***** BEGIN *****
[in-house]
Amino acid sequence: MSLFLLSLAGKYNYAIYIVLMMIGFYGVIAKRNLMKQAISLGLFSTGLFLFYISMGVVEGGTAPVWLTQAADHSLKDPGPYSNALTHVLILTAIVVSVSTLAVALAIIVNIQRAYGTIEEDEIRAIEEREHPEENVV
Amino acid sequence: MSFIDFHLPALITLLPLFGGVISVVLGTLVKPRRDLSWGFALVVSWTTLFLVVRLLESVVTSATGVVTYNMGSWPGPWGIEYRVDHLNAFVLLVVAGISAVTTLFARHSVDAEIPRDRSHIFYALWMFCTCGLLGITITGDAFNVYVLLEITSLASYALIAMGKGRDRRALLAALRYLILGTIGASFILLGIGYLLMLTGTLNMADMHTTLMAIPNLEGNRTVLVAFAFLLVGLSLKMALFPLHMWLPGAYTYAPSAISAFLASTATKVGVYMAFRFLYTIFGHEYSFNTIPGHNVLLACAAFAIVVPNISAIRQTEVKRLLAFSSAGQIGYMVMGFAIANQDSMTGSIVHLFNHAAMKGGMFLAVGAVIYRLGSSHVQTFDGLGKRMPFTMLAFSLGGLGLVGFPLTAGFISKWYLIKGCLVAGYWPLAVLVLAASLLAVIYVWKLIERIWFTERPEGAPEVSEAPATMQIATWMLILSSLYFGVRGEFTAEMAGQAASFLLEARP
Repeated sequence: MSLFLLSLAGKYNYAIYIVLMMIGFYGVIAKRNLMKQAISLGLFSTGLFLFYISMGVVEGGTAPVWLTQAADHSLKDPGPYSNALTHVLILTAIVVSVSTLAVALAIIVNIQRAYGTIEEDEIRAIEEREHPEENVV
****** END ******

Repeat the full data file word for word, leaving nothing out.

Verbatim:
[in-house]
Amino acid sequence: MSLFLLSLAGKYNYAIYIVLMMIGFYGVIAKRNLMKQAISLGLFSTGLFLFYISMGVVEGGTAPVWLTQAADHSLKDPGPYSNALTHVLILTAIVVSVSTLAVALAIIVNIQRAYGTIEEDEIRAIEEREHPEENVV
Amino acid sequence: MSFIDFHLPALITLLPLFGGVISVVLGTLVKPRRDLSWGFALVVSWTTLFLVVRLLESVVTSATGVVTYNMGSWPGPWGIEYRVDHLNAFVLLVVAGISAVTTLFARHSVDAEIPRDRSHIFYALWMFCTCGLLGITITGDAFNVYVLLEITSLASYALIAMGKGRDRRALLAALRYLILGTIGASFILLGIGYLLMLTGTLNMADMHTTLMAIPNLEGNRTVLVAFAFLLVGLSLKMALFPLHMWLPGAYTYAPSAISAFLASTATKVGVYMAFRFLYTIFGHEYSFNTIPGHNVLLACAAFAIVVPNISAIRQTEVKRLLAFSSAGQIGYMVMGFAIANQDSMTGSIVHLFNHAAMKGGMFLAVGAVIYRLGSSHVQTFDGLGKRMPFTMLAFSLGGLGLVGFPLTAGFISKWYLIKGCLVAGYWPLAVLVLAASLLAVIYVWKLIERIWFTERPEGAPEVSEAPATMQIATWMLILSSLYFGVRGEFTAEMAGQAASFLLEARP
Repeated sequence: MSLFLLSLAGKYNYAIYIVLMMIGFYGVIAKRNLMKQAISLGLFSTGLFLFYISMGVVEGGTAPVWLTQAADHSLKDPGPYSNALTHVLILTAIVVSVSTLAVALAIIVNIQRAYGTIEEDEIRAIEEREHPEENVV